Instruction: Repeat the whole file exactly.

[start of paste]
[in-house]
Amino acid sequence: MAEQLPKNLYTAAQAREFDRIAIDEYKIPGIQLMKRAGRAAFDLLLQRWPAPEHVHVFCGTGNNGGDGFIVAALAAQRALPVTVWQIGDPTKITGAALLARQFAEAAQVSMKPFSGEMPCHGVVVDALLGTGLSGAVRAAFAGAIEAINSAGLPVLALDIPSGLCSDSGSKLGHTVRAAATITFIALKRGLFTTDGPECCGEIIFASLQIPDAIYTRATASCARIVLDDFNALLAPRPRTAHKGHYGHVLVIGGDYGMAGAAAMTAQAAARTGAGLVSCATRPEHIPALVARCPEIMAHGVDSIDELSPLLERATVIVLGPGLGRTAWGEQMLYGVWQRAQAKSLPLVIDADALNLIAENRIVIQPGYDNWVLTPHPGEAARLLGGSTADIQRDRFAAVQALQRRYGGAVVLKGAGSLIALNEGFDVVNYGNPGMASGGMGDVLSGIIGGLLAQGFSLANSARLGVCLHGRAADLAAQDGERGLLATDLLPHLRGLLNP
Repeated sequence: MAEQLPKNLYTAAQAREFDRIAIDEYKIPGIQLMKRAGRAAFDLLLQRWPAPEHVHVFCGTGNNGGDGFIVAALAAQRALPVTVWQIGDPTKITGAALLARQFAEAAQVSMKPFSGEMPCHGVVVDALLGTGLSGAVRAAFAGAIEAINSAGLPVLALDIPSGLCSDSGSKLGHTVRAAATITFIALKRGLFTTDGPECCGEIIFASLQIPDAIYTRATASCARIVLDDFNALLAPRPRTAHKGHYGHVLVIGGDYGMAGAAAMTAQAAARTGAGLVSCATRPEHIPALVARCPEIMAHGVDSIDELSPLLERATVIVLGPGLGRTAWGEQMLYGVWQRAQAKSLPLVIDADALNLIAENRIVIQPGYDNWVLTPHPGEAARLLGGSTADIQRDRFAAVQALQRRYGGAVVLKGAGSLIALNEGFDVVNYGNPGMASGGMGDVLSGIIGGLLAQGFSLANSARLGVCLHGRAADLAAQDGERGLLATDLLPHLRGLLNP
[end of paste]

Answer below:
[in-house]
Amino acid sequence: MAEQLPKNLYTAAQAREFDRIAIDEYKIPGIQLMKRAGRAAFDLLLQRWPAPEHVHVFCGTGNNGGDGFIVAALAAQRALPVTVWQIGDPTKITGAALLARQFAEAAQVSMKPFSGEMPCHGVVVDALLGTGLSGAVRAAFAGAIEAINSAGLPVLALDIPSGLCSDSGSKLGHTVRAAATITFIALKRGLFTTDGPECCGEIIFASLQIPDAIYTRATASCARIVLDDFNALLAPRPRTAHKGHYGHVLVIGGDYGMAGAAAMTAQAAARTGAGLVSCATRPEHIPALVARCPEIMAHGVDSIDELSPLLERATVIVLGPGLGRTAWGEQMLYGVWQRAQAKSLPLVIDADALNLIAENRIVIQPGYDNWVLTPHPGEAARLLGGSTADIQRDRFAAVQALQRRYGGAVVLKGAGSLIALNEGFDVVNYGNPGMASGGMGDVLSGIIGGLLAQGFSLANSARLGVCLHGRAADLAAQDGERGLLATDLLPHLRGLLNP
Repeated sequence: MAEQLPKNLYTAAQAREFDRIAIDEYKIPGIQLMKRAGRAAFDLLLQRWPAPEHVHVFCGTGNNGGDGFIVAALAAQRALPVTVWQIGDPTKITGAALLARQFAEAAQVSMKPFSGEMPCHGVVVDALLGTGLSGAVRAAFAGAIEAINSAGLPVLALDIPSGLCSDSGSKLGHTVRAAATITFIALKRGLFTTDGPECCGEIIFASLQIPDAIYTRATASCARIVLDDFNALLAPRPRTAHKGHYGHVLVIGGDYGMAGAAAMTAQAAARTGAGLVSCATRPEHIPALVARCPEIMAHGVDSIDELSPLLERATVIVLGPGLGRTAWGEQMLYGVWQRAQAKSLPLVIDADALNLIAENRIVIQPGYDNWVLTPHPGEAARLLGGSTADIQRDRFAAVQALQRRYGGAVVLKGAGSLIALNEGFDVVNYGNPGMASGGMGDVLSGIIGGLLAQGFSLANSARLGVCLHGRAADLAAQDGERGLLATDLLPHLRGLLNP